“Time is the coin of your life. It is the only coin you have, and only you can determine how it will be spent.”
― Carl Sandburg
Ariel in 2013, with Dona.
Today is a special day. The light of my life celebrates her nineteenth birthday.
It is such a cliche to ask where the time has gone. Last week, I was looking at framed photographs of her through the years, and experienced nostalgia that was nearly panic, looking into the familiar eyes, the familiar face, the smile filled with baby teeth, of that beloved child. That child is lost to me forever, at least those earlier versions. Every year, she is replaced with the current, updated version of herself. I love them all, but I cannot help but miss the Ariels of Birthdays Past, even as I love the current and future Ariel more every minute.
Today she is everything on my list of gratitudes. Whenever I doubt myself, my life, my choices, I know I have this one thing that turned out perfectly because of me and in spite of me.
An earlier birthday girl also loved black horses.
The funny thing about time is that the hours and days seem to pass so slowly sometimes, but the years pile up in a hurry. We could probably adjust to it more easily if it were only the time that were passing, but in reality, with it, time drags everything into a constant evolution.
The baby who held my earlobe for security and played with pairs of plastic animals in the bathtub all too quickly became the toddler who told me, “Ah, shit!” from her car seat one January when I told her that Kiddieland was closed for the winter.
Ariel in the Summer of 2014.
I remember the first time she insisted on walking into school on the first day of first grade without me, dressed in a purple down parka, with a backpack that was so big next to tiny her that it almost dragged the ground. She trudged up the gothic stairs at the Lab School, her blonde curls bouncing in the wind, and when she didn’t even turn back to see me in the car line, I cried. I want her to be independent. I want her to not need me. But maybe not just yet (even still).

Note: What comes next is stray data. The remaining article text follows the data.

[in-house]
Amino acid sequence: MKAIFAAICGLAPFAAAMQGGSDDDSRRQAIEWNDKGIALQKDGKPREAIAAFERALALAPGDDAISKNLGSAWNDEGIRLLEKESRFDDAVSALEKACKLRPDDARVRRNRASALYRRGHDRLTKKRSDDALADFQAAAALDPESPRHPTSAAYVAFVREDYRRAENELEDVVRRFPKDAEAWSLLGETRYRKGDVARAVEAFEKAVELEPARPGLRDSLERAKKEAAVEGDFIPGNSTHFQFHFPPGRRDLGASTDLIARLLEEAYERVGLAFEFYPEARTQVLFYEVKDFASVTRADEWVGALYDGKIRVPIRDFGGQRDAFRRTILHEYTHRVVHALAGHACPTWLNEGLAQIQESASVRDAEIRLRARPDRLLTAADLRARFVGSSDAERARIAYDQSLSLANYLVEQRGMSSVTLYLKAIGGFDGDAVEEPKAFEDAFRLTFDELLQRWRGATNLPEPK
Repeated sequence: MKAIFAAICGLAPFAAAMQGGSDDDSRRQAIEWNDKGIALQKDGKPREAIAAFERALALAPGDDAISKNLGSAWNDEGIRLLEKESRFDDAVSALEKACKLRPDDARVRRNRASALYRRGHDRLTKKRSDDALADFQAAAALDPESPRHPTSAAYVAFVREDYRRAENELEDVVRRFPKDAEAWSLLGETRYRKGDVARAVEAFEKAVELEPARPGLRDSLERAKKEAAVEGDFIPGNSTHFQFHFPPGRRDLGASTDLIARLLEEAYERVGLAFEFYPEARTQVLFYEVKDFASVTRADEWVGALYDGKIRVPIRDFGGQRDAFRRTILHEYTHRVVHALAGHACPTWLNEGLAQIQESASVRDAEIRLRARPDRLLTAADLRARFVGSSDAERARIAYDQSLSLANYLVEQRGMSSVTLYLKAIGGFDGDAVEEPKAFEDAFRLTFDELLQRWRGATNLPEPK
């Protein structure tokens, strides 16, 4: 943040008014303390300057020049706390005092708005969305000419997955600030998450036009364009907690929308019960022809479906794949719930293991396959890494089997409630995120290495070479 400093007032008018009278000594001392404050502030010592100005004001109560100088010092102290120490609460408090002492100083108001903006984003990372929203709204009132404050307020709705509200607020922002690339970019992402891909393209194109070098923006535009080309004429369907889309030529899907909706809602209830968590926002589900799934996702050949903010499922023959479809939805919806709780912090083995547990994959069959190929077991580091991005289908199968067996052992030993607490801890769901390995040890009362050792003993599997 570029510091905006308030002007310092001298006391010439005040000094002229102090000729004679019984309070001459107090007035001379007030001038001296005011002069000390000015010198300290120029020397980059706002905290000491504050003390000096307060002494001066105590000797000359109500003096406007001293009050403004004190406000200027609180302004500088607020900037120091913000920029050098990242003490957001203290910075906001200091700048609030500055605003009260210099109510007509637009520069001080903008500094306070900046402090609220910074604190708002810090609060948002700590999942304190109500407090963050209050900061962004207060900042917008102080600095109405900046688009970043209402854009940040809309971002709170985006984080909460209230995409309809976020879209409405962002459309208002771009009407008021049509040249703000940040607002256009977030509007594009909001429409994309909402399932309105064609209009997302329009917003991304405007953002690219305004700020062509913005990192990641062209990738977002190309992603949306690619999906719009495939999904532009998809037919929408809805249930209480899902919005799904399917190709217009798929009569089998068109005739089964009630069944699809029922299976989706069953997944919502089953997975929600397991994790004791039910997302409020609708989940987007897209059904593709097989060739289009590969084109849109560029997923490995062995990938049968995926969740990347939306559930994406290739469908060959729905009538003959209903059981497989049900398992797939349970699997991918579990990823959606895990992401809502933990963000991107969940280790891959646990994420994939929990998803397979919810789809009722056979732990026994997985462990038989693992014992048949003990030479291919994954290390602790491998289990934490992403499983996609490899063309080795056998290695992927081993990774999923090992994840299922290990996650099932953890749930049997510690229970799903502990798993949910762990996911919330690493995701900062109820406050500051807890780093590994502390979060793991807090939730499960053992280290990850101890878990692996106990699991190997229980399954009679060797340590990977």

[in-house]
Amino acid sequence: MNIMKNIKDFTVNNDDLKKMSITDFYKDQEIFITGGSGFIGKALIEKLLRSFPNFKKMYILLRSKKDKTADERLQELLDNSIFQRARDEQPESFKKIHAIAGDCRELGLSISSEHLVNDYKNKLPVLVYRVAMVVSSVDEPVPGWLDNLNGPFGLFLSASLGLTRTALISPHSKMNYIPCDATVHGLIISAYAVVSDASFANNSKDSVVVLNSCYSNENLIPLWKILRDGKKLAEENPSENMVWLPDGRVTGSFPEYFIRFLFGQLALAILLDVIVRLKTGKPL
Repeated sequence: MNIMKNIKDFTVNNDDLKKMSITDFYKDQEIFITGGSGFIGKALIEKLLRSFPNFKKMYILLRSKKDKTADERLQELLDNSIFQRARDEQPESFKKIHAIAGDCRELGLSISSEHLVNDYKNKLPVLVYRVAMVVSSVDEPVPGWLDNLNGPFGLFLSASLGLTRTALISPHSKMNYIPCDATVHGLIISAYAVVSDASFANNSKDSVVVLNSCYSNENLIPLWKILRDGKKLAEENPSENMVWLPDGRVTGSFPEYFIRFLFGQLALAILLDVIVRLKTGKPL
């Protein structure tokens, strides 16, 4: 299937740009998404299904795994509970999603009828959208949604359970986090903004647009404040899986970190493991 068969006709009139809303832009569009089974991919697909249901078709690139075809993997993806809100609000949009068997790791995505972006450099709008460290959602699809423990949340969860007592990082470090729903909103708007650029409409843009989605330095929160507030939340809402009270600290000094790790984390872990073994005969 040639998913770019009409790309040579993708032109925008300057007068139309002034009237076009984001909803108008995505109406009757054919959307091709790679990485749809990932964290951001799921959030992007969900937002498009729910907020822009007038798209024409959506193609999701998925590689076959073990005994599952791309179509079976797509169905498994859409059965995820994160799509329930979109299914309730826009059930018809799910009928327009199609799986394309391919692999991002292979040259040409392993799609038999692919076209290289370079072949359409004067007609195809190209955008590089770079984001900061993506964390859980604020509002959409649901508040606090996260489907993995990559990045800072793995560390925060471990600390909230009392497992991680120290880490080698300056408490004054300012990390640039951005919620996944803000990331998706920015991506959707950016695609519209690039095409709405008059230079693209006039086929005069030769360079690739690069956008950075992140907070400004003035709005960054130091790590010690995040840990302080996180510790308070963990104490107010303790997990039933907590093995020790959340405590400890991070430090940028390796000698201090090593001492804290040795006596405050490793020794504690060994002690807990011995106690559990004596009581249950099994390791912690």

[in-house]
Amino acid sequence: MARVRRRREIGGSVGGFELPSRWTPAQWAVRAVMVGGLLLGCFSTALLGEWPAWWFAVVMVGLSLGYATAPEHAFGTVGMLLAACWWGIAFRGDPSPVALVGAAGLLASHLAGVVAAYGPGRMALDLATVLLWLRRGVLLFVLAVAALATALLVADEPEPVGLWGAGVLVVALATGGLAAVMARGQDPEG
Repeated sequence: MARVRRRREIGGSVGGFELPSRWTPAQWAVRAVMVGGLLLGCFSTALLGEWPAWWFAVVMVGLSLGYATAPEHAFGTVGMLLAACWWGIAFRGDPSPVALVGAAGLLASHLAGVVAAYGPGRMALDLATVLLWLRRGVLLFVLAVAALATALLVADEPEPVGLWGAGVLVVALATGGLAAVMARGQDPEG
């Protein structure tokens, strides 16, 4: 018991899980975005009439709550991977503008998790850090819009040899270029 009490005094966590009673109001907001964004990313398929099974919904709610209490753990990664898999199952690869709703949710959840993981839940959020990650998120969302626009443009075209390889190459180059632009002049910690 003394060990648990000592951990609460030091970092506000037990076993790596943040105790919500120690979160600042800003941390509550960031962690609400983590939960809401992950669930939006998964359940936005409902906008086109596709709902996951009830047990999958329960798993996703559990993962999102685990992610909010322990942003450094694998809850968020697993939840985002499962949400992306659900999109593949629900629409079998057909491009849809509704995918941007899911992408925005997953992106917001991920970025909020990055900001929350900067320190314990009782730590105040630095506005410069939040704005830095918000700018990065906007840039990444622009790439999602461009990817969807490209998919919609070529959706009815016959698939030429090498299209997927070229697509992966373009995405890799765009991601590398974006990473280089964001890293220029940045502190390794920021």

Ariel on Dona in 2005, trusted friends ever since then.
When Ari was seven, we bought a pony that ended up being not suitable for a child. We found this out when the pony spooked at the barn owner’s dog and sent me sailing in a fall that left me biting through the nerve in my lower lip, my helmet breaking (saving my nose), gravel embedded in my face, and a bruised kidney. As I leaned over the bathroom sink trying to determine if the grit I was spitting out was my teeth or arena gravel, I heard the other barn kids asking Ariel if her mother was alright, to which she screamed, “Well she would be if it weren’t for your asshole dog!!”
Birthday Past 2013.
I can recall a million tiny details. A million moments in time that, when woven together, knit my favorite story of all time, a story where the heroine is a sassy, intelligent, resourceful and hilarious beauty with the golden tresses, the dazzling smile and sparkling blue eyes even better than a Disney princess.
I am grateful. I am grateful for each moment and each memory. I am grateful for all those bathroom stops we had to make on every road trip; I am grateful for the times we went to war over homework; I am grateful for the Halloween costumes and the pink birthday parties and the back to school shopping, and the friend dramas, and the messy bedroom and the undone chores and the done chores. I wouldn’t trade a minute of it.
Ari and Byttersweet in 2008.
Today, she is a freshman in college and we are beginning the next chapter in this wonderful book. I am so proud of you, Ari, and I am so grateful to have you for my daughter. Happy Birthday. I love you!
PS – Yes, I am making you a flan instead of a birthday cake🙂
Ariel and me 1999.
Ariel in Summer 2014. Photo © Visual Stimulus Photography
Ariel in 2011